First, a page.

EUROPE’S FUTURE – Whereto does Europe go?
fredag, 15 mars 2019
fredag, 15 mars 2019
Please let me begin with some personal remarks regarding the upcoming election in Europe.
In 1988 when I came to Germany from Sweden, it was normal to go through customs and passport controls at the border between Denmark and Germany, as well as when arriving from Sweden with the ferry in Travemünde and Kiel. The wall between East and West Germany still existed even though I had the privilege to be on site in Berlin when it fell.
Since 1958, no passport controls have existed within the Nordic countries Denmark, Finland, Sweden and Norway thanks to the Nordic Passport Union. My personal dream of a Baltic Sea Region and a Europe with no boundaries finally became reality on 26th March 1995. The Schengen Agreement came into effect and created a common European economic area and living space, from the north in my birth-country Sweden down to the south of Spain.
In view of increasing nationalist tendencies in many EU Member States the stability of this unprecedented peace alliance is being put to the test.
At EHRENBERG SØRENSEN we live and experience Europe on a daily basis. The Baltic Sea Region is our home and from here we travel to our customers across the continent. Therefore, the current development worries me deeply. Instead of growing together, fences are being built again. Denmark is building a so-called “wild hog fence” at the border between Jutland and Schleswig-Holstein. The reason is of course not to contain the disease, but is mere symbolic politics, as the main carrier of the African swine fever virus – from which Denmark allegedly wants to protect itself – is the human being.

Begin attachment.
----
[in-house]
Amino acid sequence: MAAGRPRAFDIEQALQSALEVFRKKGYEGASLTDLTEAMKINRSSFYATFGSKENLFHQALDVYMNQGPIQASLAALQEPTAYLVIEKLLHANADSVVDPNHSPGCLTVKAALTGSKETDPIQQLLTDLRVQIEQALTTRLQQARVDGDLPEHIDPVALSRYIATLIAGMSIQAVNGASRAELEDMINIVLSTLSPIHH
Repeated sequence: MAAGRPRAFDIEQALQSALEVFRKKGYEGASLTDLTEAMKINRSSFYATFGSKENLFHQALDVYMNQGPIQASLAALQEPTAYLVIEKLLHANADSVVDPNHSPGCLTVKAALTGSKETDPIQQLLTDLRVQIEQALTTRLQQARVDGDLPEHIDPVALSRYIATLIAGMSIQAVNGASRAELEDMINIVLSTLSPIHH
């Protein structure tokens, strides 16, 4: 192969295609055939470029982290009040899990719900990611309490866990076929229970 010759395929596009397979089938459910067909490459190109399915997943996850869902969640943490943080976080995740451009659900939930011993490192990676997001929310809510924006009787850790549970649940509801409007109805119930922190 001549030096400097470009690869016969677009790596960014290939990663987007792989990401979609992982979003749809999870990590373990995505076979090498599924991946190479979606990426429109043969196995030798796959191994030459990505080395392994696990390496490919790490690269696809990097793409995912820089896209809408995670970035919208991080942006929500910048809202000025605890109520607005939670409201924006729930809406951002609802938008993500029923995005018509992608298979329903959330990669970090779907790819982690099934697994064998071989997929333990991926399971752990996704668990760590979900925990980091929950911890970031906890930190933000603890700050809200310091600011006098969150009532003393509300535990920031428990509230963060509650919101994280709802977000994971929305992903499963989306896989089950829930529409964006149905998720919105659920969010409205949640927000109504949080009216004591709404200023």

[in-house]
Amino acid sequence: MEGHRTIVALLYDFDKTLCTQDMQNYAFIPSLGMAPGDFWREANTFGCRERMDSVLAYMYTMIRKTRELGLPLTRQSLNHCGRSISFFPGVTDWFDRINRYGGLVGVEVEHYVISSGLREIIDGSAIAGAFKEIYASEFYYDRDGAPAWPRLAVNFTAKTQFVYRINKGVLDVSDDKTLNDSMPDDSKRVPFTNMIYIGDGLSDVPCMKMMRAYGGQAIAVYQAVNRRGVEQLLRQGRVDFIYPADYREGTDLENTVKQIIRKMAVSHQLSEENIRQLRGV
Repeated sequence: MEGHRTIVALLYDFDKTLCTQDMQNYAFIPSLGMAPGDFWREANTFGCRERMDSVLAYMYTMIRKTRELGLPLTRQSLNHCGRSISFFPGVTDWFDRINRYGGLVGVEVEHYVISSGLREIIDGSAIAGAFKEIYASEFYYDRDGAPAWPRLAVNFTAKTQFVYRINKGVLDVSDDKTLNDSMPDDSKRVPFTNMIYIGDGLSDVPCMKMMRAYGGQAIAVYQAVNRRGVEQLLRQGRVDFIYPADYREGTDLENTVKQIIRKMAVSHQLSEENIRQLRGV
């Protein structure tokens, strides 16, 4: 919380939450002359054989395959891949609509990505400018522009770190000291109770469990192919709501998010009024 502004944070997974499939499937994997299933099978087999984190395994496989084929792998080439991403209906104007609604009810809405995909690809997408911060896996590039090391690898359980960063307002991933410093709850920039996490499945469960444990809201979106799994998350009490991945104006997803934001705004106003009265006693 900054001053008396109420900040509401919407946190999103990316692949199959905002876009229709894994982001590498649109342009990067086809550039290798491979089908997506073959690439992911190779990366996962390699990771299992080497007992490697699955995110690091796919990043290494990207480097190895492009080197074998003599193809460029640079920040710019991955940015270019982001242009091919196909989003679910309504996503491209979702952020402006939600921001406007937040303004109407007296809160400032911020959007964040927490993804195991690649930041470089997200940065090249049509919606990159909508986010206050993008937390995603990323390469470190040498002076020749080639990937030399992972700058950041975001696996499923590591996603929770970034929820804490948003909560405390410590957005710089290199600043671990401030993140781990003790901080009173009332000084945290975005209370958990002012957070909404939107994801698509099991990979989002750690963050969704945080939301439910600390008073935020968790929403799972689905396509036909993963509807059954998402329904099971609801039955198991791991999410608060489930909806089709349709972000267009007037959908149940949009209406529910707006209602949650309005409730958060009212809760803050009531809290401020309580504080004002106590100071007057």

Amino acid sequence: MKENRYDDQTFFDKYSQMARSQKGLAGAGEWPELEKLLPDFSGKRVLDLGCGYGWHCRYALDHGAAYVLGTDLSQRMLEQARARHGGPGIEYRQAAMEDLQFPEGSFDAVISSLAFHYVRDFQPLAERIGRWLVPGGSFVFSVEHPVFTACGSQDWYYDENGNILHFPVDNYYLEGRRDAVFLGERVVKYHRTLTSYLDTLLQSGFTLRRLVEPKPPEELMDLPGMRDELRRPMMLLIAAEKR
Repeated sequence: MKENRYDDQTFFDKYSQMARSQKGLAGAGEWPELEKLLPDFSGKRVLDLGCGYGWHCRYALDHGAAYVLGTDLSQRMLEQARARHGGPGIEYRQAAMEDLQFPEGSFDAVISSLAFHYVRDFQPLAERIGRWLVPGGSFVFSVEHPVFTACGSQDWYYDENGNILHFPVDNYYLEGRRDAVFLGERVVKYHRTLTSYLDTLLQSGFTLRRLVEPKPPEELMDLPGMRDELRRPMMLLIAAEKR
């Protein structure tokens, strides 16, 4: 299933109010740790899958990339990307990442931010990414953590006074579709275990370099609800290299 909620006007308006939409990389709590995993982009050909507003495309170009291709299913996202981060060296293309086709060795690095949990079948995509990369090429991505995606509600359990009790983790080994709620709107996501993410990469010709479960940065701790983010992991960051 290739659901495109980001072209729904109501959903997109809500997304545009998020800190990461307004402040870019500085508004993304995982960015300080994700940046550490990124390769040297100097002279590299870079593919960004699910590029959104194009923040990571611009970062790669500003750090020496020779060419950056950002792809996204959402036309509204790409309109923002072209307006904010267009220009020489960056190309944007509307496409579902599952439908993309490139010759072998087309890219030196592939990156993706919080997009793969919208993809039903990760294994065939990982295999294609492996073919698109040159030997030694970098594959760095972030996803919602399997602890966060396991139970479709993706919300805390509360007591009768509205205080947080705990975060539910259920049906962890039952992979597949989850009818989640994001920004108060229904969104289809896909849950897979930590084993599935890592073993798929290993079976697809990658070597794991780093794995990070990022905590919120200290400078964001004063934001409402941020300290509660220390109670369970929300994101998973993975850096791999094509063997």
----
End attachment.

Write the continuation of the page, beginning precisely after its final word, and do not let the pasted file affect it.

I do understand that we have to increase the border control on the borders between the EU and other countries outside of the Schengen Region due to obvious reasons. But shall we fence ourselves in again and go back to the Europe that we had 30 years ago?
However, there is also reason for hope. In the generally skeptical Germany, about 57 % of interviewees made the case for cementing the ties within Europe. Almost 80 % of Germans deplore Great Britain’s leave of the European Union.
Yes, the European Union with both parliamentary bases in Strasbourg and Brussels, the administrative machinery and all other institutions does cost a lot of money. In my opinion it is well invested money, as any cent invested in Europe is far better than war. Neither my generation nor the generation of my children has ever experienced war in the EU. To ensure that it stays that way, it is always worth the while to fight for a free and peaceful Europe without fences. Going backwards into the future will not work.
Convince family, friends and acquaintances to make use of their constitutional democratic fundamental rights of free elections in May – for peace and freedom in Europe! Many people in the world envy us for this right.
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Warm greetings to you all.
Founder and president
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